Shh…Baby’s sleeping right through the night. Yes, you read it right. And there’s a whole lot more to read yet. Australia’s own Baby Whisperer, Sheyne Rowley (pictured), has finally opened up her bottle of enriched experience and spilled all onto the pages of one of the most comprehensive books ever written on baby-rearing in Australia.
Sheyne Rowley’s incredibly detailed, holistic tome – Dream Baby Guide – comes hot off the tail of almost twenty years in the childcare industry, first as a childcare worker and teacher, then as a baby care specialist working with thousands of infants and families all over the world. Sheyne’s expertise is centered firmly in the cots and bassinettes of her wee charges, helping to resolve the seemingly unresolvable nightmare of parents everywhere – a sleepless baby.
Writing Dream Baby Guide was a natural step for the incredibly busy Rowley, whose Sleep Baby Sleep service has been running for seven years and simply cannot keep up with demand. The Guide was a way for this talented Baby Whisperer to make a difference in the lives of as many families as humanly possible.
“I was so busy working one-on-one with families that the idea of putting my processes into a book that would be comprehensive enough to cater for everyone’s individual needs seemed almost too great an undertaking,” Rowley told Australian Women Online.
Encouraged by the media, clients, family and friends, it wasn’t until she was approached by her ‘dream’ publisher, Allen & Unwin, that the author agreed to put experience to paper.
“I did want to write this book so I could help more than one family at a time,” said Rowley. “Writing [it] was extremely challenging. I am absolutely clear on the information I believe parents need to manage their individual situation with respect, so I had to include every possible scenario that contributed to unsettling a baby’s day and night. It took some serious focus.”
Now, three years later, Rowley is enormously proud of Dream Baby Guide, which took close to two years to put together and roughly one year to edit.
The book features an astounding 22 chapters which begin with the importance of communication and runs right through emotional tool kits, play, nutrition, sleeping environments and crying interpretation, just to name a few. Running to an astounding 769 pages, it is one intricately detailed baby care manual – one parents will appreciate for its ability to tap into a large variety of scenarios, problems, predictabilities and what-ifs. Essentially, Rowley has got you covered – and for any sleep-deprived parent, this has got to be a wonderful dream.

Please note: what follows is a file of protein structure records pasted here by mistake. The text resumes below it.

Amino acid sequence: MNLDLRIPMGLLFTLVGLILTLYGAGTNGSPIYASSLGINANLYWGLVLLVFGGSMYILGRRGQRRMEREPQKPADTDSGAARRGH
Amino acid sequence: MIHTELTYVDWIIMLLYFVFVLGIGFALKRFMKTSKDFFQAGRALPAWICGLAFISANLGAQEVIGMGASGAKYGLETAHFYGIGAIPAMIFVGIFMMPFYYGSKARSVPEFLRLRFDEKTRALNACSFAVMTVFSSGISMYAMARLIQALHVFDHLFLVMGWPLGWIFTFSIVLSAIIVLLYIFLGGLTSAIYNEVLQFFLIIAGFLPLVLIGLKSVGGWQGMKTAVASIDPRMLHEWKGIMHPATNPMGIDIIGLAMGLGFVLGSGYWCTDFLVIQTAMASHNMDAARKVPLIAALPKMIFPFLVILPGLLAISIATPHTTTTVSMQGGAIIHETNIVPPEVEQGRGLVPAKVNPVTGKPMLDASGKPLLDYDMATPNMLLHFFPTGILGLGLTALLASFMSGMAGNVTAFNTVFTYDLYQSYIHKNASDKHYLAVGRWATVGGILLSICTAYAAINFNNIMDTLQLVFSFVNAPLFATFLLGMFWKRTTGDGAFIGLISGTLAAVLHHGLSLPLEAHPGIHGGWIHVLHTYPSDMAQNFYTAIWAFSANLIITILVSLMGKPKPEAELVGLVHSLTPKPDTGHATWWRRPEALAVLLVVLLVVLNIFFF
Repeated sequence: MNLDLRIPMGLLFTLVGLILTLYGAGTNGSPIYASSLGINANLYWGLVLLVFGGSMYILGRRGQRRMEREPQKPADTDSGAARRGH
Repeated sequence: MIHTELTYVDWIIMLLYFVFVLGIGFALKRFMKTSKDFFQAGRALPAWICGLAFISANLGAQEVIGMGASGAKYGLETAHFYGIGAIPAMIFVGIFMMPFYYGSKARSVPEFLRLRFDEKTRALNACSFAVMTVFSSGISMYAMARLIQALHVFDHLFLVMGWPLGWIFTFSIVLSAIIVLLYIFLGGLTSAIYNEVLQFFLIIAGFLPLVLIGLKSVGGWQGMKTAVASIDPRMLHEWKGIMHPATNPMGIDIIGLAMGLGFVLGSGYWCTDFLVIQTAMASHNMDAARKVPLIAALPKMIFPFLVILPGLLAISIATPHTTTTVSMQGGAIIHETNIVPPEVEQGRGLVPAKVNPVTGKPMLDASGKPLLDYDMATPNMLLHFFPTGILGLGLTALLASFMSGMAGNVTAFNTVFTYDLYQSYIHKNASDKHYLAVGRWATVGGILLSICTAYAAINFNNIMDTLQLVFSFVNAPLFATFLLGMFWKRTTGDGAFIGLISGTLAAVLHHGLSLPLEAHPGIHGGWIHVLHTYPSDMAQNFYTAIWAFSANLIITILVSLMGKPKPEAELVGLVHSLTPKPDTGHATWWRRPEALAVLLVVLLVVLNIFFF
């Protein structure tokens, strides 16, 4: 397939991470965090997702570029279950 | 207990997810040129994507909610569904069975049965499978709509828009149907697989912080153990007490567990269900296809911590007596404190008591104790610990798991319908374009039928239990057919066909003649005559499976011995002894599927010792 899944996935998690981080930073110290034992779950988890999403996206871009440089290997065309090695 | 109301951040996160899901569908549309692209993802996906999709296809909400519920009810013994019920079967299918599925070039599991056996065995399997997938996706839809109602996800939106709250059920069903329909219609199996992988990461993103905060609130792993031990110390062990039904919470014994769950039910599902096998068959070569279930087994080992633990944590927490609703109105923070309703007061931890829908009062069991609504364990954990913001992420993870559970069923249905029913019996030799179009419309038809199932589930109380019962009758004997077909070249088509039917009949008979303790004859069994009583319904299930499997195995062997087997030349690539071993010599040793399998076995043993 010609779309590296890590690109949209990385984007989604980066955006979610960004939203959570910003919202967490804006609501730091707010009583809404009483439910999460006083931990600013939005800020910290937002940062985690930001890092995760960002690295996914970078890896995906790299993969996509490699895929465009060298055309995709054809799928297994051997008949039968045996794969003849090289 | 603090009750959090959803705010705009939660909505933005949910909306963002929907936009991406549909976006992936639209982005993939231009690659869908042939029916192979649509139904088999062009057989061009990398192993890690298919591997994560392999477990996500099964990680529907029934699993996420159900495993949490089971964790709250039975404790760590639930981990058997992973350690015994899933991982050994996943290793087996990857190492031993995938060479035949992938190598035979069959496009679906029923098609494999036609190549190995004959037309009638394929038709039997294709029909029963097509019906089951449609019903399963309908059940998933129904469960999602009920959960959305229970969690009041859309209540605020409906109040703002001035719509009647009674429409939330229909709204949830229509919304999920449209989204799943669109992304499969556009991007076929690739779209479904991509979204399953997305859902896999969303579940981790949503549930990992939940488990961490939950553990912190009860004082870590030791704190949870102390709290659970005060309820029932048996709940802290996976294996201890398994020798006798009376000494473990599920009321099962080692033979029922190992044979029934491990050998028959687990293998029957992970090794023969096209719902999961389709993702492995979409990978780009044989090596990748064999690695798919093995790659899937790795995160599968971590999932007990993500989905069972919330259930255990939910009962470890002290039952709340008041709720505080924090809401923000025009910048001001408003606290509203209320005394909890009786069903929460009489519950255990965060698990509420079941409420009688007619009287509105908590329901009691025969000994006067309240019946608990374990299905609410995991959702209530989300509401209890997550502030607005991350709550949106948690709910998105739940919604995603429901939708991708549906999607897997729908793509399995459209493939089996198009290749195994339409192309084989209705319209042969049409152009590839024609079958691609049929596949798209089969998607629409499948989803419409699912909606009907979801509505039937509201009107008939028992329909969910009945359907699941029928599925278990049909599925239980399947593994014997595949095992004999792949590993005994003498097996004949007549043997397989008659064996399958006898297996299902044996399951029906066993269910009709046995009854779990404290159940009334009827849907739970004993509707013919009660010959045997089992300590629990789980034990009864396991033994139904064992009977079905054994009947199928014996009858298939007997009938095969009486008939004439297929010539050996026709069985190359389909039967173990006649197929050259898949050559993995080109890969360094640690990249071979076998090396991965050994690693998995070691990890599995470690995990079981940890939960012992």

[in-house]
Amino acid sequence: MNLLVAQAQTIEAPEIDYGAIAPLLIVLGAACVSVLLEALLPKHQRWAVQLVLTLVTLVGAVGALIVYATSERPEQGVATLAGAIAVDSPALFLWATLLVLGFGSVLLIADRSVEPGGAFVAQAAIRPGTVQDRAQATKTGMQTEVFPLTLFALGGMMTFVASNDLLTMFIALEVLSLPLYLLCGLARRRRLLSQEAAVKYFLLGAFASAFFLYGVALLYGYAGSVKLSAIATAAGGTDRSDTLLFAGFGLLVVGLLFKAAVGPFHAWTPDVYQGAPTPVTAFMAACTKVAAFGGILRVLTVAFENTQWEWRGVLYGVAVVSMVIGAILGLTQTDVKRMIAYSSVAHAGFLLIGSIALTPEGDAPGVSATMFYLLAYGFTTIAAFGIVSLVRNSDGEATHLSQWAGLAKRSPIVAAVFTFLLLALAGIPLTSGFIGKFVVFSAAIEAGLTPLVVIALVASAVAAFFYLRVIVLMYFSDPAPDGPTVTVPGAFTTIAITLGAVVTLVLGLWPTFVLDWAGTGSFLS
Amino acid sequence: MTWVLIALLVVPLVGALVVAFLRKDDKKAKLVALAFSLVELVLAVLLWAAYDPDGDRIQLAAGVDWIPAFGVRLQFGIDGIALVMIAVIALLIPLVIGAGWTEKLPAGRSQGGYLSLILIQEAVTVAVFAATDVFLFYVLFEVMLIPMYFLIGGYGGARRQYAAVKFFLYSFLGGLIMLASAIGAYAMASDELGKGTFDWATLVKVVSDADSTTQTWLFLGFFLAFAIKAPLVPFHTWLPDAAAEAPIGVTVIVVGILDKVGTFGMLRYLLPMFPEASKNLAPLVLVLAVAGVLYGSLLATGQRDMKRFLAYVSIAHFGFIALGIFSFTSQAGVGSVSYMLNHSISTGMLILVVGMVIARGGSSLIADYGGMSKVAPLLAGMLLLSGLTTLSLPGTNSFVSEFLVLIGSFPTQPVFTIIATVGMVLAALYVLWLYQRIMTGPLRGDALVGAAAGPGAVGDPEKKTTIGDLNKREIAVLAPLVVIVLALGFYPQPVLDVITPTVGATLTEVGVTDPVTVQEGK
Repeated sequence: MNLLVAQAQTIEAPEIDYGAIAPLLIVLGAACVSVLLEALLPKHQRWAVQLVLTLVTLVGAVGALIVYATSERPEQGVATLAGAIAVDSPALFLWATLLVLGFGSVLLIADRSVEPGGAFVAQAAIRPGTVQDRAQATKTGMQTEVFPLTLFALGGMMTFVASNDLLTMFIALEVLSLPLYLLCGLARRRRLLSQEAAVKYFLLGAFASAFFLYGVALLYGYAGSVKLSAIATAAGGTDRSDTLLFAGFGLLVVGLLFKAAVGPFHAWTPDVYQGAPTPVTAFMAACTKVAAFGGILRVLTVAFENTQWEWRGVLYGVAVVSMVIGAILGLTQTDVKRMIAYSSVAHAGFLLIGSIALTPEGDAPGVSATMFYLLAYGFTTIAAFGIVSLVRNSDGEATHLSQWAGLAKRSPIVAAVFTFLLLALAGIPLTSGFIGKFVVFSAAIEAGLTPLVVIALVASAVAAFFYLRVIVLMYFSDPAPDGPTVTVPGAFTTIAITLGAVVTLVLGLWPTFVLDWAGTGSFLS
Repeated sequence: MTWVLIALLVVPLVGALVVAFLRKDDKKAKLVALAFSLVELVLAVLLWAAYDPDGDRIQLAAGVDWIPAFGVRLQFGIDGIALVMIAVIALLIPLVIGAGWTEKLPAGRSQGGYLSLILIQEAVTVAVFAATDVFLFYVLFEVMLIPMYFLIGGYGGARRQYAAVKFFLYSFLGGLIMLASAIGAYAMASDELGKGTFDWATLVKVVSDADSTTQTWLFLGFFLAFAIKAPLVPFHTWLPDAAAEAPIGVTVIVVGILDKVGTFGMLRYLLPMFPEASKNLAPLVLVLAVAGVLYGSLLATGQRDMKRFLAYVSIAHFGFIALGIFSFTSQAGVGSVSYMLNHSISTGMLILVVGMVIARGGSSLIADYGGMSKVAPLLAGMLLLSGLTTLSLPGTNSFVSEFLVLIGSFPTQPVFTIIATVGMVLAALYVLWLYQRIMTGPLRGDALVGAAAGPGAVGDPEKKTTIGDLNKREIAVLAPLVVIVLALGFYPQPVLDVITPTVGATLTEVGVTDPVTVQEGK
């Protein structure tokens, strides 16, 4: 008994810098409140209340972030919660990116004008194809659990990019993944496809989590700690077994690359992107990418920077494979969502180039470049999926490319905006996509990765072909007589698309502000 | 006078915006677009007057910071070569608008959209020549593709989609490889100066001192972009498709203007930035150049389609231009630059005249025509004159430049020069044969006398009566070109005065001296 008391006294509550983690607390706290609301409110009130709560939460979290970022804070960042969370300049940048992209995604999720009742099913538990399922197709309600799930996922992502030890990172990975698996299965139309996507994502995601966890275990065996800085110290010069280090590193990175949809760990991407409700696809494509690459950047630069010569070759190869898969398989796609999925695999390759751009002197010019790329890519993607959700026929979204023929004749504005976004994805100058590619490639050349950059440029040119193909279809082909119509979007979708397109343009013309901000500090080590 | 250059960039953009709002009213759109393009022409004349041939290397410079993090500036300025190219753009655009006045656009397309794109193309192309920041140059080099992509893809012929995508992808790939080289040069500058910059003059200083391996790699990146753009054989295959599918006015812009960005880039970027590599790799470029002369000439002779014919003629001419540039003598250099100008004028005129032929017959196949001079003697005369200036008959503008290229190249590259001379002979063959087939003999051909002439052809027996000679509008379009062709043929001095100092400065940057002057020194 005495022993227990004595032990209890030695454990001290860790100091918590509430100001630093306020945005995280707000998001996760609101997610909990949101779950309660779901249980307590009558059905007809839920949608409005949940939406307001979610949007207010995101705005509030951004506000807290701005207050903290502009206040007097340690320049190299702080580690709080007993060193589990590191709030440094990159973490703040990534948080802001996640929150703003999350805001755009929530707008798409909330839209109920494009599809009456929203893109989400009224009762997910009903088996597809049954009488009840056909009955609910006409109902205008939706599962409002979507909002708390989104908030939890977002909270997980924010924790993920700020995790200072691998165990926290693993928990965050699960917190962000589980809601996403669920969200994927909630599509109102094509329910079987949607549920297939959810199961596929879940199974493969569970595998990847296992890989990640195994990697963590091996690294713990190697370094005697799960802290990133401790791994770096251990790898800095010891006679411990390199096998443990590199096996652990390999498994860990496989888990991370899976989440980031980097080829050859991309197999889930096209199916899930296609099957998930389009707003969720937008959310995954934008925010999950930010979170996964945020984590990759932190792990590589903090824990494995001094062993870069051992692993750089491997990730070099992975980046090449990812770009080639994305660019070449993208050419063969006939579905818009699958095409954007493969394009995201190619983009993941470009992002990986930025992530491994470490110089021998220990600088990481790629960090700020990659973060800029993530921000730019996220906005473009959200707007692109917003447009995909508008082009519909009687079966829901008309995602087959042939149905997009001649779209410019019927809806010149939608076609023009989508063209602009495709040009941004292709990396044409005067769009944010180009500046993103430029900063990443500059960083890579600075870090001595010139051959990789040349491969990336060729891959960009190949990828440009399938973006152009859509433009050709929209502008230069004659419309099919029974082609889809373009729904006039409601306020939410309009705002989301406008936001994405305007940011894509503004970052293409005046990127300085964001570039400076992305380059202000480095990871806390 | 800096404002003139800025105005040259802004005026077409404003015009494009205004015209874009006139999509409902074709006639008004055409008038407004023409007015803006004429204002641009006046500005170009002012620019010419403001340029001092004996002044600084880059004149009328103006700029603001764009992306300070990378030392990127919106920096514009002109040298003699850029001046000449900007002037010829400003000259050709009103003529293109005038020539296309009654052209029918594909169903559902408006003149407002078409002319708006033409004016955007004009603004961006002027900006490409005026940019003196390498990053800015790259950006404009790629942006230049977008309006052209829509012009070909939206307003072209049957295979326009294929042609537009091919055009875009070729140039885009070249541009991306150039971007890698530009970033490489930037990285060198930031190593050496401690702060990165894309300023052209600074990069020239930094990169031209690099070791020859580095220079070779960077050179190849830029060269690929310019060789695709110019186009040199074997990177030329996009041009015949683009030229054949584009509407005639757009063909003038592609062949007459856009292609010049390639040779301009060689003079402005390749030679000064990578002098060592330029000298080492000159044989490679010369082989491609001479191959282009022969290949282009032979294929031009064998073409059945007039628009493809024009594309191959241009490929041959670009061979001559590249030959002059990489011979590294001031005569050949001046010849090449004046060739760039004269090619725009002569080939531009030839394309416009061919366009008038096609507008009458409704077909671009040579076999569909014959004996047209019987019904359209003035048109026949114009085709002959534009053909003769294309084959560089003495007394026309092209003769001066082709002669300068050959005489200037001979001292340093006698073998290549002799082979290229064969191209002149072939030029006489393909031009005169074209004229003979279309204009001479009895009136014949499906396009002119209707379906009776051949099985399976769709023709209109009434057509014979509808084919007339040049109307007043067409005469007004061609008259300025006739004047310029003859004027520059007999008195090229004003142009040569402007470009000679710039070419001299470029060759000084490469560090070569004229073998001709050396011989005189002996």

Dream Baby Guide takes a unique and extremely holistic approach to raising a happy, healthy, well-rounded super-sleeper that would make mum and dad proud. The tone is one of dedicated professionalism but genuine warmth and care. Rowley obviously loves what she does and takes pride in her carefully honed philosophy, which addresses the five keys to happy children and ecstatic parents: routine, communication, independence, environment and management.
“Understanding the Dream Baby Guide philosophy is how people will get the most out of this book,” says Rowley. “In a nutshell, it’s important to understand that we can never deal with sleep time difficulties in isolation of the rest of a child’s day. Sleep time imbalances are simply a mirror image of an imbalance in some other area of the day, so in order to correct sleep time imbalances, we must first balance our days.”
Although Rowley’s tone is certainly supportive of parents, she does, most refreshingly, tell it like it is – making it clear that many parents don’t understand the vital connection between sleep and waking hours.
“In order to balance a baby’s day, we must understand that everything is interlinked,” says Rowley, who believes that sleep time problems impact a baby’s ability to play and develop independent skills. “Without independent skills, a child will not be able to self-settle. Without the ability to self-settle, a baby will wake often, creating compensation eating. A child will then demand carbohydrate based foods only, creating a fussy feeder. A diet that is low in vitamins, minerals and iron will impact their temperament and ability to sleep… and so the cycle continues.”